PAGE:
The terrible silence began anew. The Vicomte de Chagny, realizing that there was nothing left to do but pray, went down on his knees and prayed. As for the Persian, his blood beat so fiercely that he had to hold both hands against his heart, lest it should burst.

The Genius behind the Story

The beauty of our situation is that the genius behind it all has provided guidance every step of the way. Each book that has joined the gemstone has brought something beneficial in terms of the larger story that's unfolding.

Forrest Gump provided the map the path would follow. The Da Vinci Code was an exercise in looking at words and situations with multiple meanings or possibilities—one of which would lead to a dead-end versus the other which opened up a new path. The Last Templar introduced the idea of an ancient decoder that was used to decipher an equally ancient document. It also led to a reminder that the last thing out of Pandora’s Box was Hope. Love Happens pulled in one of Eleanor's prior tales, The Knight of the Cart. The best advice this tale offered came in its Epilogue: add nothing more to what's been provided and take nothing away. The movie Love Happens acted out words and ideas in the same way that Ezekiel did in the Bible. Within weeks of its arrival to this odyssey destined to raise the consciousness of the Western world, the city of Concepción was raised 6 feet in elevation and pushed 10 feet to the west.

Gaston Leroux’s contribution is his penchant for making a case and providing a viable conclusion. According to his novel, there are two master keys that open all the doors of the Opera House. For the first time, we’ve been given an opportunity to escape the labyrinth of details whose sum is so great they obscure our vision. The only books we need concern ourselves with at the moment are The Phantom of the Opera and The Story of the Grail because the holy hermit in the forest holds the keys we need . . . to literally save our souls.

The hermit taught the knight a prayer
by whispering it in his ear
time and again, till it was clear
that he could say it back the same.
Such potent forms of Our Lord's name
were in this prayer, so great and many,
no one should utter it on any
pretext except in fear of death.

It was the prayer comprised of the 72 names of God which Moses was reminded of when he and the Israelites stood at the edge of the Red Sea with the Egyptians on their heels. It was the prayer that was said, invoking the Lord God to part the waters. And He came in the form of a Mighty Wind.

We Hold the Ace for the Perfect Ending

When The Story of the Grail abruptly stops, King Arthur is holding court for the feast of Pentecost. Gawain's attendance is sorely missed; the gallant knight has become lord of the Wondrous Palace after surviving an amazing feat and is forbidden to leave.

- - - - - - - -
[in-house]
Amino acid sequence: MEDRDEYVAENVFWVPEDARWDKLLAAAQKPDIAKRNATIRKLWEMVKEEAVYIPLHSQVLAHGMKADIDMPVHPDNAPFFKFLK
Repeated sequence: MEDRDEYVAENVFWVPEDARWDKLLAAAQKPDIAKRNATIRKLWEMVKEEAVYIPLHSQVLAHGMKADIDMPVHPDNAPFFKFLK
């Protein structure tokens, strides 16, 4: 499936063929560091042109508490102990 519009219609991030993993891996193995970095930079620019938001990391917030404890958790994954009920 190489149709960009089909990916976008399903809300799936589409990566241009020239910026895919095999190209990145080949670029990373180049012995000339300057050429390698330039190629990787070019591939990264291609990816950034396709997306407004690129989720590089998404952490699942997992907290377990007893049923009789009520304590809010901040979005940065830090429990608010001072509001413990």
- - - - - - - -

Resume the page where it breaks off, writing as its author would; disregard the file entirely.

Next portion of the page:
If the story were to begin where it left off, Pentecost is just a few weeks away. However, there are two Pentecost celebrations in reality: the Christian Pentecost falls on May 23rd in 2010 while the Jewish Pentecost begins at sunset on May 18th and ends with nightfall on May 20th.

Curiously, scholars have always questioned the inclusion of two Pentecosts in The Story of the Grail. When Eleanor wrote the tale she distinguished between the two; the feast of Whitsuntide—another name for the Christian Pentecost—is being celebrated by King Arthur in the same moment a mighty wind blows across the sea outside the town of Belrepeire and the knight dressed in red saves the people from both exile and certain destruction.

This suggests that King Arthur was celebrating the Jewish Pentecost when the story stopped.

The quake in Chile on February 27th, 2010, raised the city of Concepción 6 feet in an action symbolizing the raising of consciousness of the Western world and marking the beginning of our spiritual evolution. It occurred exactly 175 years and 7 days after an earthquake sharing similar details was personally experienced by Charles Darwin, initiating his theories of evolution . . . in this world which is a place like none other in the universe.

Seven days beyond the Jewish Pentecost would be the equivalent of the Octave of Pentecost, reminiscent of the day that the Church sentenced Peter Abelard to silence for the remainder of his life . . . because he espoused the idea that God alone was Omnipotent.

In the novel, The Phantom of the Opera, Christine tells Raoul that Erik can hear his name . . . and listens whenever it's said regardless of where they might be. When they don't want the ghost to listen to their conversations concerning him, she implores they use generic terms such as "he" or "him."

Using the details we've been provided to determine where this tale is headed . . . should the volcano Cumbre Vieja erupt, triggering the big-bellied cliff to fall and a beast of a wave rises in the ocean, I hope the entire world drops to their knees and prays to God Almighty, God of Israel, invoking the Lord's power to hold back the waters just as was done so many years ago.

The Lord God alone controls where the tide will stop.

Don't pray to Jesus. He isn't coming.

The courteous lord Gawain entreated,
(the finest man the world has seen,)
"The Lord preserve my lady queen;
God is all goodness and your Saviour.

For what it's worth, this story isn't over yet . . .

Added May 29th:

On May 27th Cumbre Vieja didn’t erupt, the fat-bellied cliff didn’t fall, and the beast didn’t rise in the ocean. Instead, the Pacaya volcano in Guatemala erupted, damaging “some 800” homes in a nearby village; a 7.2 earthquake rocked Vanuatu and a regional tsunami warning was issued in the South Pacific; President Obama referred to the barrels and barrels of oil spilling into the Gulf of Mexico as an “unparalleled disaster” and told coastal residents, “you are not alone.”